Three feet high
Three Mount Everests high
Elevated in status, esteem, or prestige, or in importance or development; exalted in rank, station, or character.
The oldest of the elves' royal family still conversed in High Elvish.
Most exalted; foremost.
The high priest, the high officials of the court, the high altar
Of great importance and consequence: grave (if negative) or solemn (if positive).
High crimes, the high festival of the sun
Consummate; advanced (e.g. in development) to the utmost extent or culmination, or possessing a quality in its supreme degree, at its zenith.
High (i.e. intense) heat; high (i.e. full or quite) noon; high (i.e. rich or spicy) seasoning; high (i.e. complete) pleasure; high (i.e. deep or vivid) colour; high (i.e. extensive, thorough) scholarship; high tide; high [tourism] season; the High Middle Ages
Advanced in complexity (and hence potentially abstract and/or difficult to comprehend).
(in several set phrases) Very traditionalist and conservative, especially in favoring older ways of doing things; see e.g. high church, High Tory.
Elevated in mood; marked by great merriment, excitement, etc.
In high spirits
(of a lifestyle) Luxurious; rich.
High living, the high life
Lofty, often to the point of arrogant, haughty, boastful, proud.
A high tone
(with "on" or "about") Keen, enthused.
With tall waves.
Remote (to the north or south) from the equator; situated at (or constituting) a latitude which is expressed by a large number.
High latitude, fish species in high arctic and antarctic areas
Large, great (in amount or quantity, value, force, energy, etc).
My bank charges me a high interest rate.
I was running a high temperature and had high cholesterol.
A high number
Having a large or comparatively larger concentration of (a substance, which is often but not always linked by "in" when predicative).
Carrots are high in vitamin A.
Made from a high-copper alloy
(acoustics) Acute or shrill in pitch, due to being of greater frequency, i.e. produced by more rapid vibrations (wave oscillations).
The note was too high for her to sing.
(phonetics) Made with some part of the tongue positioned high in the mouth, relatively close to the palate.
(card games) Greater in value than other cards, denominations, suits, etc.
(poker) Having the highest rank in a straight, flush or straight flush.
I have KT742 of the same suit. In other words, a K-high flush.
= 98765 unsuited
= AKQJT suited = A-high straight flush
(of a card or hand) Winning; able to take a trick, win a round, etc.
North's hand was high. East was in trouble.
Strong-scented; slightly tainted/spoiled; beginning to decompose.
Epicures do not cook game before it is high.
The tailor liked his meat high.
(informal) intoxicated; under the influence of a mood-altering drug, formerly usually alcohol, but now (from the mid-20th century) usually not alcohol but rather marijuana, cocaine, heroin, etc.
Near, in its direction of travel, to the (direction of the) wind.
Positioned up the field, towards the opposing team's goal.
Our defensive line is too high.
In or to an elevated position.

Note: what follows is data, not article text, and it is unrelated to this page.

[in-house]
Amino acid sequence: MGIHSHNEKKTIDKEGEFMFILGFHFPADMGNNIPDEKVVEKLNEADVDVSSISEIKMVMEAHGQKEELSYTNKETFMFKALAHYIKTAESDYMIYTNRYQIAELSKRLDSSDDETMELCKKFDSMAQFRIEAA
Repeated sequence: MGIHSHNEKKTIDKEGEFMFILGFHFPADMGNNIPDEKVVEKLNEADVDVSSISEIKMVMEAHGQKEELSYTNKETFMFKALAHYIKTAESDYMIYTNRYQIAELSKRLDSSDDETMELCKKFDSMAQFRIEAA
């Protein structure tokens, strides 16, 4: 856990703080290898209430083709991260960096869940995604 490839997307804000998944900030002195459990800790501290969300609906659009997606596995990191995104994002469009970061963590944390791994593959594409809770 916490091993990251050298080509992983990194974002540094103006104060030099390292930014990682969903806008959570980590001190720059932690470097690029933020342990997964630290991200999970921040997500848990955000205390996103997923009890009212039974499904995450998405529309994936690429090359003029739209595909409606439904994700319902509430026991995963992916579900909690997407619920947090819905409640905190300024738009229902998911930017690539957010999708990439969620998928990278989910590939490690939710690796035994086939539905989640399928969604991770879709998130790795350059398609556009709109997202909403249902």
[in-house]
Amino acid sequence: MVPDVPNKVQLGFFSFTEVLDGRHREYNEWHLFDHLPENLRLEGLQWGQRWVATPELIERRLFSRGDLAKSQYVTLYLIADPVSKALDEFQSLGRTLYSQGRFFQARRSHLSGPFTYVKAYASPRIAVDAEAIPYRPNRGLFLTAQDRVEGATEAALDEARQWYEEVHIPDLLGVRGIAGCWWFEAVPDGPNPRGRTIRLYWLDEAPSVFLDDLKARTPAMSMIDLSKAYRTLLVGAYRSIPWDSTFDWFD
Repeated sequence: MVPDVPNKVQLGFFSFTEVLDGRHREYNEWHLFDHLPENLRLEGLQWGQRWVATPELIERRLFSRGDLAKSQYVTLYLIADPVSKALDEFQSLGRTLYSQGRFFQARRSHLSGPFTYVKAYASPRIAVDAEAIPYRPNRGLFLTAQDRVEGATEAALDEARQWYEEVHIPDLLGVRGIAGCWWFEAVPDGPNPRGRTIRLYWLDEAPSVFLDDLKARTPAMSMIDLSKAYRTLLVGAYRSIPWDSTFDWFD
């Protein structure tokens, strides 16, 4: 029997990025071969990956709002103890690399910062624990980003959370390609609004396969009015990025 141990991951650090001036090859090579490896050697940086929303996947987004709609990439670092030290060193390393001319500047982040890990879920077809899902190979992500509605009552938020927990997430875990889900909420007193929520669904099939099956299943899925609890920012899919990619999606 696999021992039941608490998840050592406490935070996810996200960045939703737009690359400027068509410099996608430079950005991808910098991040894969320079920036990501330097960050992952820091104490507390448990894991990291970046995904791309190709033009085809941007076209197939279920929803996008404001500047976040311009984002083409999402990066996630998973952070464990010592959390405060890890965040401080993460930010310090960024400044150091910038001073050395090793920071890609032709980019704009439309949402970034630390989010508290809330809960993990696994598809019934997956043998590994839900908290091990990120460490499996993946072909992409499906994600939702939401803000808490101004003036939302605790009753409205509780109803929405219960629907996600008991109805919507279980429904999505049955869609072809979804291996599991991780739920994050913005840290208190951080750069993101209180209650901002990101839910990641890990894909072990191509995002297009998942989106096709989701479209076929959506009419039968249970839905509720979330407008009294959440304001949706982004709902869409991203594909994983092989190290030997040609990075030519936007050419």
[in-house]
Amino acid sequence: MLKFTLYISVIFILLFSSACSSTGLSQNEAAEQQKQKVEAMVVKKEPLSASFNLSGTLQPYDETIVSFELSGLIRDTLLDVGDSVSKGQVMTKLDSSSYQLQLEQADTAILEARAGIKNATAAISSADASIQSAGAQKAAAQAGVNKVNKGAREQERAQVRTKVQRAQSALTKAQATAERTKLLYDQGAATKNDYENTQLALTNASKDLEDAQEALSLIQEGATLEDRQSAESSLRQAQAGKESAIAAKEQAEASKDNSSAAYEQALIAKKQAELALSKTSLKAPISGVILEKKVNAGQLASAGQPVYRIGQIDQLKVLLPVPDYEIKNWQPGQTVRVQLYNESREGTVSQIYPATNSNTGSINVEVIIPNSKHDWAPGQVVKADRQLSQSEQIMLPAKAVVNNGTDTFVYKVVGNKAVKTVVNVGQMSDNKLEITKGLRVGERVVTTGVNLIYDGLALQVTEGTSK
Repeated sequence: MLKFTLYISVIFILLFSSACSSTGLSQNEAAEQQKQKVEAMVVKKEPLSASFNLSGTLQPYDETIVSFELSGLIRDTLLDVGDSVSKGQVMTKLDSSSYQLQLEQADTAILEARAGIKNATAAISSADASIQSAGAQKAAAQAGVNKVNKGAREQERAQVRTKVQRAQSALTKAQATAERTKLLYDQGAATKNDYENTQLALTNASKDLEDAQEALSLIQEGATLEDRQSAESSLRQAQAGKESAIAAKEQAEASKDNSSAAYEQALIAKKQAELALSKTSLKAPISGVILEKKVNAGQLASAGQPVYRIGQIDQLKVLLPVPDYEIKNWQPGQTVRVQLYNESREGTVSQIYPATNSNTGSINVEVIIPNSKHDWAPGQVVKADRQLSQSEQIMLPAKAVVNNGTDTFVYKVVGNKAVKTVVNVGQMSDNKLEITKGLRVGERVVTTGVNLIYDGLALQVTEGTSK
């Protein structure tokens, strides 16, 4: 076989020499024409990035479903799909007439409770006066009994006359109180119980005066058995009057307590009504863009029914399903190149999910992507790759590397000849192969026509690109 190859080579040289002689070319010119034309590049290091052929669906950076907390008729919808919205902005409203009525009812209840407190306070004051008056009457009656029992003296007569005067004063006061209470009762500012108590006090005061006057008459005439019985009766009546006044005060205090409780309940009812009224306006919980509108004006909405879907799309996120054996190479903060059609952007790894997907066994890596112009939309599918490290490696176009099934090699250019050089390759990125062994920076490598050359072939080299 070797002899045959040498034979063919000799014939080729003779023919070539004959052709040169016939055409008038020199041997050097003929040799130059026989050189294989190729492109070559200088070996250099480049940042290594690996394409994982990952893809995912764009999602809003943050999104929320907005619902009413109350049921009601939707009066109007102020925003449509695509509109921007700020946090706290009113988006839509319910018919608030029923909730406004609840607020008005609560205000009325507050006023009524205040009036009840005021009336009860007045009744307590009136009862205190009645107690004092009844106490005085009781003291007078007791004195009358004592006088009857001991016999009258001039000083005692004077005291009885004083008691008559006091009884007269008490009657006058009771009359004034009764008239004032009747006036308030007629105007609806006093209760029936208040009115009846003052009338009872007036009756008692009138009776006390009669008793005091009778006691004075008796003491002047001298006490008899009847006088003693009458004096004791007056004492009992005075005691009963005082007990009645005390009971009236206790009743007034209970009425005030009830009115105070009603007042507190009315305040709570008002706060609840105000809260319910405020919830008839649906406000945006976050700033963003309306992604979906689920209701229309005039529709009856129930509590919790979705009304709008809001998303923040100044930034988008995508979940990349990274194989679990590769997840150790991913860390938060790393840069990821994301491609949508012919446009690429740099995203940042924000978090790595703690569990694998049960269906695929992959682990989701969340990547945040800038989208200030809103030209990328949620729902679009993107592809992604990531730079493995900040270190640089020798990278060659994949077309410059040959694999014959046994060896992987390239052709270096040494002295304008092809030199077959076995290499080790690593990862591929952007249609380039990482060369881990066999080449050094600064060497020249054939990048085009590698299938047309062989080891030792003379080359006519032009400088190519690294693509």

How high above land did you fly?
The desks were piled high with magazines.
In or at a great value.
Costs have grown higher this year again.
At a pitch of great frequency.
I certainly can't sing that high.
A high point or position, literally (as, an elevated place; a superior region; a height; the sky; heaven).or figuratively (as, a point of success or achievement; a time when things are at their best, greatest, most numerous, maximum, etc).
It was one of the highs of his career.
Inflation reached a ten-year high.
The maximum atmospheric temperature recorded at a particular location, especially during one 24-hour period.
Today's high was 32 °C.
A period of euphoria, from excitement or from an intake of drugs.
That pill gave me a high for a few hours, before I had a comedown.
A drug that gives such a high.
A large area of elevated atmospheric pressure; an anticyclone.
A large high is centred on the Azores.
(card games) The highest card dealt or drawn.
(obsolete) Thought; intention; determination; purpose.
(obsolete) To rise.
The sun higheth.
To hie; to hasten.
Men must high them apace, and make haste.
To rise; as, the sun higheth.
Elevated above any starting point of measurement, as a line, or surface; having altitude; lifted up; raised or extended in the direction of the zenith; lofty; tall; as, a high mountain, tower, tree; the sun is high.
Regarded as raised up or elevated; distinguished; remarkable; conspicuous; superior; - used indefinitely or relatively, and often in figurative senses, which are understood from the connection
Elevated in character or quality, whether moral or intellectual; preëminent; honorable; as, high aims, or motives.
Possessing a characteristic quality in a supreme or superior degree; as, high (i. e., intense) heat; high (i. e., full or quite) noon; high (i. e., rich or spicy) seasoning; high (i. e., complete) pleasure; high (i. e., deep or vivid) color; high (i. e., extensive, thorough) scholarship, etc.
High time it is this war now ended were.
High sauces and spices are fetched from the Indies.